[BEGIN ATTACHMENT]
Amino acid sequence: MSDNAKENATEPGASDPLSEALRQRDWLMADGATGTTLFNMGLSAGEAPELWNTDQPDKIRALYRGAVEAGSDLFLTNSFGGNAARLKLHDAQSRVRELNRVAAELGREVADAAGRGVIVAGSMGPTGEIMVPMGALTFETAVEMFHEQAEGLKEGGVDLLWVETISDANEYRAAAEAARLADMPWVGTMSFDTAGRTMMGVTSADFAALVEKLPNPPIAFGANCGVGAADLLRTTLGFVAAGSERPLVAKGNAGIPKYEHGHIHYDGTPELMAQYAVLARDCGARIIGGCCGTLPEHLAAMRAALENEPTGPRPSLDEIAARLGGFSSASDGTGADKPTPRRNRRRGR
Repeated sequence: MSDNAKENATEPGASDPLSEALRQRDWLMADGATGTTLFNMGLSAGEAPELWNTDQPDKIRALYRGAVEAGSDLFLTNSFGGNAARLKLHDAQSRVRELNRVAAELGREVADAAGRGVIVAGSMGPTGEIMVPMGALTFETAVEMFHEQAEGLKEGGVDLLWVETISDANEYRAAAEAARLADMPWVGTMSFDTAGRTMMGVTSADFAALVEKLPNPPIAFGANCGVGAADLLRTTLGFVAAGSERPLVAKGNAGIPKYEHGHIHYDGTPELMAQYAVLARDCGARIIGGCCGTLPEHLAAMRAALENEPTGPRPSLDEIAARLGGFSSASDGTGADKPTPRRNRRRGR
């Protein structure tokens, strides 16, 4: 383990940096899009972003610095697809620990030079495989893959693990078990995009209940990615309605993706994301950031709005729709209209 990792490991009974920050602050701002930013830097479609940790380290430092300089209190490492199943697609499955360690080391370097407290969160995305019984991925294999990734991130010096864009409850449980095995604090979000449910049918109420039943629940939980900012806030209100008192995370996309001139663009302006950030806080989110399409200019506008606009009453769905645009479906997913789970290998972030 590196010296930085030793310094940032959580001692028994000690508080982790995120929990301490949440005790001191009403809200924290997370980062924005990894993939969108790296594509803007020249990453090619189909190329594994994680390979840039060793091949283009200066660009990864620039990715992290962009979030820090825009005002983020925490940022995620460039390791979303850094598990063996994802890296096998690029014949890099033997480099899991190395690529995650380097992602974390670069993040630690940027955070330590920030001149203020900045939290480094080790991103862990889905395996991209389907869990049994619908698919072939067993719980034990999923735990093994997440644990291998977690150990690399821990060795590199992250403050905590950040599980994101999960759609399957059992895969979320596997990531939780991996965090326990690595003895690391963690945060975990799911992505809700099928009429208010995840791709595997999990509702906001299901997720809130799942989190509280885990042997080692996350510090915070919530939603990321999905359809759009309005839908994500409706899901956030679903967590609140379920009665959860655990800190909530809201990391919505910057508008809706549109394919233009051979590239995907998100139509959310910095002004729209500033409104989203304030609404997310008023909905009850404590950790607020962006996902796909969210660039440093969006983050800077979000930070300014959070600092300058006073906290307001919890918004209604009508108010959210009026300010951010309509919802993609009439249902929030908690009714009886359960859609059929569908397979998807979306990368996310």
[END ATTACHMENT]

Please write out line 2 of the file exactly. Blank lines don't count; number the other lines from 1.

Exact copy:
Repeated sequence: MSDNAKENATEPGASDPLSEALRQRDWLMADGATGTTLFNMGLSAGEAPELWNTDQPDKIRALYRGAVEAGSDLFLTNSFGGNAARLKLHDAQSRVRELNRVAAELGREVADAAGRGVIVAGSMGPTGEIMVPMGALTFETAVEMFHEQAEGLKEGGVDLLWVETISDANEYRAAAEAARLADMPWVGTMSFDTAGRTMMGVTSADFAALVEKLPNPPIAFGANCGVGAADLLRTTLGFVAAGSERPLVAKGNAGIPKYEHGHIHYDGTPELMAQYAVLARDCGARIIGGCCGTLPEHLAAMRAALENEPTGPRPSLDEIAARLGGFSSASDGTGADKPTPRRNRRRGR